Employee vs. Independent Contractor: How to Tell the Difference

The proper classification of individuals as employees or independent contractors is important to UNL because errors can lead to severe penalties. An Independent Contractor Check List, which is available on SAPPHIRE, has been prepared to help you classify these individuals. While the Check List is intended to be the primary decision making tool, the following background information will help you understand the regulations regarding employees vs. independent contractor classification.

The general rule is that an individual is an independent contractor if the University has the legal right to control or direct only the result of the work and not the means and methods of performance. These individuals usually identify themselves as self employed and make themselves available to the public for such services. To determine if an individual is an employee or an independent contractor under common law, the relationship of the worker and the University must be examined. In any employee-independent contractor determination, information that provides evidence of the degree of control and the degree of independence must be considered. Facts that provide evidence for this criteria fall into the following three categories: Behavioral Control, Financial Control and Type of Relationship. It is very important to consider all the facts as no single fact determines independent contractor status.

Behavioral Control

Criteria that show if the University has the right to direct and control how the worker does the task for which they are hired includes the amount of instructions and training the worker receives from the University.

Instructions: An employee is generally subject to the University’s instructions about when, where and how to do the work.

  • When and where to do the work
  • What tools or equipment to use
  • What workers to hire to assist with the work
  • Where to purchase supplies and services
  • Type of work to be performed by each worker
  • What order or sequences to follow

In some cases very little or no instructions are given, but sufficient behavioral control may exist if the University has the right to control how and when the work results are achieved. The key factor is whether the University has retained the right to control the details of the worker’s performance or instead has given up that right.

Training: If the University provides the worker with training regarding required procedures and methods, this indicates the University wants the work done in a certain way and the worker is generally considered an employee. Independent contractors will ordinarily use their own expertise and methods.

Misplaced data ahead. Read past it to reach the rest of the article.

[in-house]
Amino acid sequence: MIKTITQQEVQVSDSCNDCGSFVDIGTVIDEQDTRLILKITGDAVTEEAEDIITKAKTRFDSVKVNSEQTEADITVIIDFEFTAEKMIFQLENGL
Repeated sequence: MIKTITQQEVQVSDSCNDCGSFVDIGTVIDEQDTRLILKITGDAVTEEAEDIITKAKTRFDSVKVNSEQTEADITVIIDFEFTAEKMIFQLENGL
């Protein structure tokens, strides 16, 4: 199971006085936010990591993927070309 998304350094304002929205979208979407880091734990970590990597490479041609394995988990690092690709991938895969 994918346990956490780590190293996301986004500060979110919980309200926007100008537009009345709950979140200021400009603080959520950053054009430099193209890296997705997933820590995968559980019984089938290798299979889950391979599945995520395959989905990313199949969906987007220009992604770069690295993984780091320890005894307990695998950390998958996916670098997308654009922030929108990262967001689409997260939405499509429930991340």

Financial Control

Facts that show if the University has a right to direct or control the business aspects of the workers performance:

  • Extent of Investment: An independent contractor often has a significant investment in the facilities and tools they use in their performance of work for others. However, a significant investment is not necessary for independent contractor status.
  • Business expenses: Independent contractors are more likely to incur expenses related to the service performed that are not reimbursed by the University than are expenses incurred by employees. Fixed ongoing costs that are incurred by the contractor regardless if any work is being performed are especially important in determining status. However, employees may also incur expenses in connection with the services being performed that are not reimbursed.
  • Availability: An independent contractor is generally free to seek business in the open market. They often advertise, maintain a business location and are available to work for the public.
  • Payment: An employee is generally guaranteed a regular wage amount for hourly, weekly or monthly periods of time, which usually is an indicator that a worker is an employee even though commissions may supplement their pay. An independent contractor is usually paid by a flat fee for a certain job, but can be paid on an hourly basis in some situations such as for attorneys and accountants.
  • Profit or loss: An independent contractor realizes a profit or a loss while an employee does not.

Type of Relationship

Facts that show the type of relationship are:

  • Contracts: Written contracts that describe the relationships intent. This is very significant if the relationship is very difficult to determine.
  • Benefits: If the worker is paid benefits such as insurance, pension or paid leave by the University this is an indication this person is an employee. If they do not receive benefits this does not mean they cannot be classified as an employee.
  • Permanency of relationship: If a worker is engaged by the University with the expectations the relationship will continue indefinitely, rather than for a specific project or period, this is generally evidence of intent to create an employer-employee relationship.
  • Daily Business Activities: If the worker provides services that relate to the daily business activity, then the University will be more likely to have the right to direct and control and would indicate an employer-employee relationship.

For questions regarding the status of a worker, contact Payroll at 402-472-2010 or Jim Treat at 402-472-8774.